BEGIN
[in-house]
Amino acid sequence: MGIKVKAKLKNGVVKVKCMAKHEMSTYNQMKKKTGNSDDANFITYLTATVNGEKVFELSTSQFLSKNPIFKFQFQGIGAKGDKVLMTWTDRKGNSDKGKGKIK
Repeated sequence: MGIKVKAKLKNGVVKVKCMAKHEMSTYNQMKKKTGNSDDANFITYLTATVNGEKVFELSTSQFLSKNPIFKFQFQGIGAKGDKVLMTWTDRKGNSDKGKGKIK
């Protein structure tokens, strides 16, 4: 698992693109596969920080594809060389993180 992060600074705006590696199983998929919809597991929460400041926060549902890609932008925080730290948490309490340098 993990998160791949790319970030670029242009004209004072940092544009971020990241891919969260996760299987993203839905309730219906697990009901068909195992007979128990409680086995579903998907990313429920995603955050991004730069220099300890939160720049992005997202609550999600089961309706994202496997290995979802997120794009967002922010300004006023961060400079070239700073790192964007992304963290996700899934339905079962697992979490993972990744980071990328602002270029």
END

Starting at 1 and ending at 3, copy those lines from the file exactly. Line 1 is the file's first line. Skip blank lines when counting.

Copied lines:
[in-house]
Amino acid sequence: MGIKVKAKLKNGVVKVKCMAKHEMSTYNQMKKKTGNSDDANFITYLTATVNGEKVFELSTSQFLSKNPIFKFQFQGIGAKGDKVLMTWTDRKGNSDKGKGKIK
Repeated sequence: MGIKVKAKLKNGVVKVKCMAKHEMSTYNQMKKKTGNSDDANFITYLTATVNGEKVFELSTSQFLSKNPIFKFQFQGIGAKGDKVLMTWTDRKGNSDKGKGKIK